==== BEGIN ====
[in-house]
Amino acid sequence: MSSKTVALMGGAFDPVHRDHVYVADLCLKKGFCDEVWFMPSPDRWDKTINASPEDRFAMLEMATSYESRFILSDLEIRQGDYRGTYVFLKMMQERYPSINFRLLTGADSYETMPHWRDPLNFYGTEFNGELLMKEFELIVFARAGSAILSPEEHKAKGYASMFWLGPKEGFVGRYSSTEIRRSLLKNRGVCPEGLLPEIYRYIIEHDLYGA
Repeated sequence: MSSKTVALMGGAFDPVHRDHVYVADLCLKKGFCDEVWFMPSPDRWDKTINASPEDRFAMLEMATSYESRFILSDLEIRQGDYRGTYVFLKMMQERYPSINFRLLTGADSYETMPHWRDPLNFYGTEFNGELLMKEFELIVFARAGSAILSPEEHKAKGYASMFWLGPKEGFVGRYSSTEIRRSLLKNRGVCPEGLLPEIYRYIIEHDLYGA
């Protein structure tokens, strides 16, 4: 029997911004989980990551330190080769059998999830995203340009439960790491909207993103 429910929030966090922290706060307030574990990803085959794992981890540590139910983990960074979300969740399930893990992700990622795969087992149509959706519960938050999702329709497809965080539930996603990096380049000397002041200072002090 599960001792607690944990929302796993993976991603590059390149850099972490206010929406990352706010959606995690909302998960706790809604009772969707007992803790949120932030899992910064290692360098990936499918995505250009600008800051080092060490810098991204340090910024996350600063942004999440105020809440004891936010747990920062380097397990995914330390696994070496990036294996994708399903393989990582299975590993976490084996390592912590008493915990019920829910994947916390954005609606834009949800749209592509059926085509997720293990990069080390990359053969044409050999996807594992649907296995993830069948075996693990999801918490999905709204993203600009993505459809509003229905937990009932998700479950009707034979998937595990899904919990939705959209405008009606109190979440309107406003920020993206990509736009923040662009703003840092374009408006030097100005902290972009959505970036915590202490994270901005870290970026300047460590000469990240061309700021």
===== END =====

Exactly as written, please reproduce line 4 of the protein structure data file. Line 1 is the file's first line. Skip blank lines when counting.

């Protein structure tokens, strides 16, 4: 029997911004989980990551330190080769059998999830995203340009439960790491909207993103 429910929030966090922290706060307030574990990803085959794992981890540590139910983990960074979300969740399930893990992700990622795969087992149509959706519960938050999702329709497809965080539930996603990096380049000397002041200072002090 599960001792607690944990929302796993993976991603590059390149850099972490206010929406990352706010959606995690909302998960706790809604009772969707007992803790949120932030899992910064290692360098990936499918995505250009600008800051080092060490810098991204340090910024996350600063942004999440105020809440004891936010747990920062380097397990995914330390696994070496990036294996994708399903393989990582299975590993976490084996390592912590008493915990019920829910994947916390954005609606834009949800749209592509059926085509997720293990990069080390990359053969044409050999996807594992649907296995993830069948075996693990999801918490999905709204993203600009993505459809509003229905937990009932998700479950009707034979998937595990899904919990939705959209405008009606109190979440309107406003920020993206990509736009923040662009703003840092374009408006030097100005902290972009959505970036915590202490994270901005870290970026300047460590000469990240061309700021």